Whole-body vibration in underground load-haul-dump vehicles.Ergonomics. 1989 Oct; 32(10):1167-83.E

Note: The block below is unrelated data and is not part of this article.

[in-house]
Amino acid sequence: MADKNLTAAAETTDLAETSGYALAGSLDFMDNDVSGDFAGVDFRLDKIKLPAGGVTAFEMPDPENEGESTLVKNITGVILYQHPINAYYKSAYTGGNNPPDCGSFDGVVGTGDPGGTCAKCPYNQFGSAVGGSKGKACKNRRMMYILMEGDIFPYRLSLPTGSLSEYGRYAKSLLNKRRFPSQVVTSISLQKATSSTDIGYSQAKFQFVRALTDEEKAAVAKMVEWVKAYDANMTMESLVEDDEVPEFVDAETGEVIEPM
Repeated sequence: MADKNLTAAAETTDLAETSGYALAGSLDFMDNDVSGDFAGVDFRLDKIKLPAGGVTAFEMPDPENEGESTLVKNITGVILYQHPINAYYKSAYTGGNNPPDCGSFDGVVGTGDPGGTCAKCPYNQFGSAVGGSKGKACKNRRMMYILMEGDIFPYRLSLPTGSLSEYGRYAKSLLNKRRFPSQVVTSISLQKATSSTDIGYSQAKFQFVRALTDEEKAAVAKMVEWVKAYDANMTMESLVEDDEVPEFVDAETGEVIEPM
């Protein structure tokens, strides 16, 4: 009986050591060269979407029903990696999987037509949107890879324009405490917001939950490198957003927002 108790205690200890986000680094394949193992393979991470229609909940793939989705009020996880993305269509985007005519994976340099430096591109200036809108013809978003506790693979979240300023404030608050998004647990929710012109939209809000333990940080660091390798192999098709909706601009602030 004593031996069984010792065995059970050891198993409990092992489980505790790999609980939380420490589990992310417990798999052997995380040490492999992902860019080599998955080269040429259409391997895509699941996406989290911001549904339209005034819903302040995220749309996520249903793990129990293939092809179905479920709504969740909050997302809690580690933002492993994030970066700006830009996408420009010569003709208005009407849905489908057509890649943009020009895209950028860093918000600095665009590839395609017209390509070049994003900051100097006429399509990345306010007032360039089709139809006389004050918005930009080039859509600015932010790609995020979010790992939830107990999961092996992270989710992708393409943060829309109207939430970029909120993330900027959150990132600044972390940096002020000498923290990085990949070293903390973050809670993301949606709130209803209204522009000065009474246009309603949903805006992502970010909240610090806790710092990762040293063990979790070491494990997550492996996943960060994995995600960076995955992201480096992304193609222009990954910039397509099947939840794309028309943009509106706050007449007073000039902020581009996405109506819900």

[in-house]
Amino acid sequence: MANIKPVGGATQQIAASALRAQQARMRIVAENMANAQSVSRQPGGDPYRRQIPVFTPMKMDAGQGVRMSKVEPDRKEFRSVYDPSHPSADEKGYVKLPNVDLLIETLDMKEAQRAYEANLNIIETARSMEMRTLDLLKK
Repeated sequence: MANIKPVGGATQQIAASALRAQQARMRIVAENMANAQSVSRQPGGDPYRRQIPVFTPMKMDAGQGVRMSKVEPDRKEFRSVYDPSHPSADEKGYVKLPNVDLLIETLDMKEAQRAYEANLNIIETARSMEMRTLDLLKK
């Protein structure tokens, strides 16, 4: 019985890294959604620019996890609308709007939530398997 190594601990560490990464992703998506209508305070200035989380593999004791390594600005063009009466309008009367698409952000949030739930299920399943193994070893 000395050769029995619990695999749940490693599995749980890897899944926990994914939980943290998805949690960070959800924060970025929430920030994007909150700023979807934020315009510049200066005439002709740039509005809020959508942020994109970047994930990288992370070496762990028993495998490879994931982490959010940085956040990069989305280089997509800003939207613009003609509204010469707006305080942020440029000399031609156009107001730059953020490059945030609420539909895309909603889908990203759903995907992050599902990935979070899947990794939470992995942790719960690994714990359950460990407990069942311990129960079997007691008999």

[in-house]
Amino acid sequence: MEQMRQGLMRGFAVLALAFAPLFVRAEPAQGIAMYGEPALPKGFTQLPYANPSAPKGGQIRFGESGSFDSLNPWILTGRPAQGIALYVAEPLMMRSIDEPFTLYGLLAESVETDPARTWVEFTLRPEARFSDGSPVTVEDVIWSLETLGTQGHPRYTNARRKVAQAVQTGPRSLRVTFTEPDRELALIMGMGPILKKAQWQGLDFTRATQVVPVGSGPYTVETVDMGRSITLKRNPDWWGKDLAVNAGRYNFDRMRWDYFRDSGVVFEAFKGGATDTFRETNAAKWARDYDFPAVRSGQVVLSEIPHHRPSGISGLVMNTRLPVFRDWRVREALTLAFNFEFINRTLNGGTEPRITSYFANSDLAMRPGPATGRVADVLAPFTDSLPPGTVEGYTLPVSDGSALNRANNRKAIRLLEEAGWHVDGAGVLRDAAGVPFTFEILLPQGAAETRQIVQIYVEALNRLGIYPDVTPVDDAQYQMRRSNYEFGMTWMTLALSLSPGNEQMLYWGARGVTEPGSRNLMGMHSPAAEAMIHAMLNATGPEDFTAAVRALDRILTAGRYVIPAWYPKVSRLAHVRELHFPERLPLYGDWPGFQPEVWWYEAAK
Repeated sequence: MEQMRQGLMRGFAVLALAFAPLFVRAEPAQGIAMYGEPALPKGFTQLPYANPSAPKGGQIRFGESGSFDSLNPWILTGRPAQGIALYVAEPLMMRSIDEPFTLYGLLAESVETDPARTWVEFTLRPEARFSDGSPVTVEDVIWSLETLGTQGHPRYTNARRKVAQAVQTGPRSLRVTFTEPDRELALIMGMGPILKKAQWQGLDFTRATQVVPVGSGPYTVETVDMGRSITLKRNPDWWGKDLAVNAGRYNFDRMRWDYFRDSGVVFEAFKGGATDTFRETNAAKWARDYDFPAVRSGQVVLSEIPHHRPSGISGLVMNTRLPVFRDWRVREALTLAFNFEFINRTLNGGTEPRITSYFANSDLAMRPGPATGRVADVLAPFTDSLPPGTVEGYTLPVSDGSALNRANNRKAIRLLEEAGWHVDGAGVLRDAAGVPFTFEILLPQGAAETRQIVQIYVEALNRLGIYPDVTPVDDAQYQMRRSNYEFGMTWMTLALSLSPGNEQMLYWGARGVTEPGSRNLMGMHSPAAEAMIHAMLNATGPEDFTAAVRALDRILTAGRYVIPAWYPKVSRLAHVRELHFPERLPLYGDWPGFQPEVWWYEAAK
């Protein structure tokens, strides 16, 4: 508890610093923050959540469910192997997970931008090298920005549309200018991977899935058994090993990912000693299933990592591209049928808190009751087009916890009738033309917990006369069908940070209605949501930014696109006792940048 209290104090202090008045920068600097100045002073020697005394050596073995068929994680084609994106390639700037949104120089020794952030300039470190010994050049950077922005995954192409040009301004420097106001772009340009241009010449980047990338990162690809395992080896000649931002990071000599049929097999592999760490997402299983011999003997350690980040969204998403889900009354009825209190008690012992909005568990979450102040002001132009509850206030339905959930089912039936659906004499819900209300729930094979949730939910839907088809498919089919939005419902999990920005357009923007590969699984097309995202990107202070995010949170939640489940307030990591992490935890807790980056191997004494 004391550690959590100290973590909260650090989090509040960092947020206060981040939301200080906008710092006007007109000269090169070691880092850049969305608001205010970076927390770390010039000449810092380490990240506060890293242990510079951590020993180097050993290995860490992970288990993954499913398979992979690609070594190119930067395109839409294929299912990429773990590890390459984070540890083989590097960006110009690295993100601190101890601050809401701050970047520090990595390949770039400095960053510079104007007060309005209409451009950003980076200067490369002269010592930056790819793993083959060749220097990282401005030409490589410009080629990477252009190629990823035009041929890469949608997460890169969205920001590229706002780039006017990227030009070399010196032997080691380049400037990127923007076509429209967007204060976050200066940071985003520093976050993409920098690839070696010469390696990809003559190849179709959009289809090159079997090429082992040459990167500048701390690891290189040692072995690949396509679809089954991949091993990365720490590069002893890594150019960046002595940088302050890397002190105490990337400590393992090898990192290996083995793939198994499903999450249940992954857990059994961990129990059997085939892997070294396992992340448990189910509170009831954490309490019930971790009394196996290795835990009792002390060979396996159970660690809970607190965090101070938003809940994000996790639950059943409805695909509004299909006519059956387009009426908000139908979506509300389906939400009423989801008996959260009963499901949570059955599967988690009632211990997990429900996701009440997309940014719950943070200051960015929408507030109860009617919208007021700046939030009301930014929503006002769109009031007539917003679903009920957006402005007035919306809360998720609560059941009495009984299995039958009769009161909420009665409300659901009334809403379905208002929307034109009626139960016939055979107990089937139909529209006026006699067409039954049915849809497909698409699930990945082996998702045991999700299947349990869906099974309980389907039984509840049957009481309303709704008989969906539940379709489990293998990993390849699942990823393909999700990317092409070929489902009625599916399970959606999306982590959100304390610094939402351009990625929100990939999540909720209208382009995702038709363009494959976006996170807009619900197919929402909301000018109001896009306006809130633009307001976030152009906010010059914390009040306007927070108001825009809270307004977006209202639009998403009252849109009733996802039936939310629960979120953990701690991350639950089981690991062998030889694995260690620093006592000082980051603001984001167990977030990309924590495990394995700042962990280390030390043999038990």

Whole-body vibrations (WBV) were measured at the seatpan of load-haul-dump (LHD) vehicles of 3.5-, 5-, 6- and 8-yard capacity at two underground mines. Twenty-two sets of measurements were made involving 11 vehicles, 8 operators and 4 work locations. In each set frequency-weighted rms and peak accelerations were measured in the x, y and z directions, as defined by the ISO (1982), during mucking, driving full, dumping and driving empty. Significant differences in rms accelerations were found between vehicle sizes and between operational tasks (less than or equal to 0.05). The smallest (3.5 yd) vehicle produced the greatest accelerations in the x and z directions. Accelerations in the x and z directions were also greater when driving full and empty than when mucking and dumping. The highest frequency-weighted rms accelerations of 2.0 to 2.8 m/s-2 were recorded in the z (longitudinal) direction. Peak accelerations ranged from 1.2 to greater than or equal to 20 m/s2, resulting in crest-factor ratios in excess of six. The exposure periods for each task were used to calculate mean daily acceleration exposures (m/s2). Of the 22 sets of measurements, 20 exceeded the International Standards Organization (ISO) six-hour daily exposure limit in the z direction of acceleration, and 9 exceeded the six-hour daily exposure limits in all three directions. Acceleration exposure ratios calculated using resultant acceleration vectors as described in ISO (1982), were found to exceed the ISO exposure limit for health or safety in all 22 cases. One-third octave band frequency analysis of the weighted signals indicated that the dominant frequencies were usually 1.6 to 3.15 Hz, except when the vehicles were idling and higher frequencies predominated.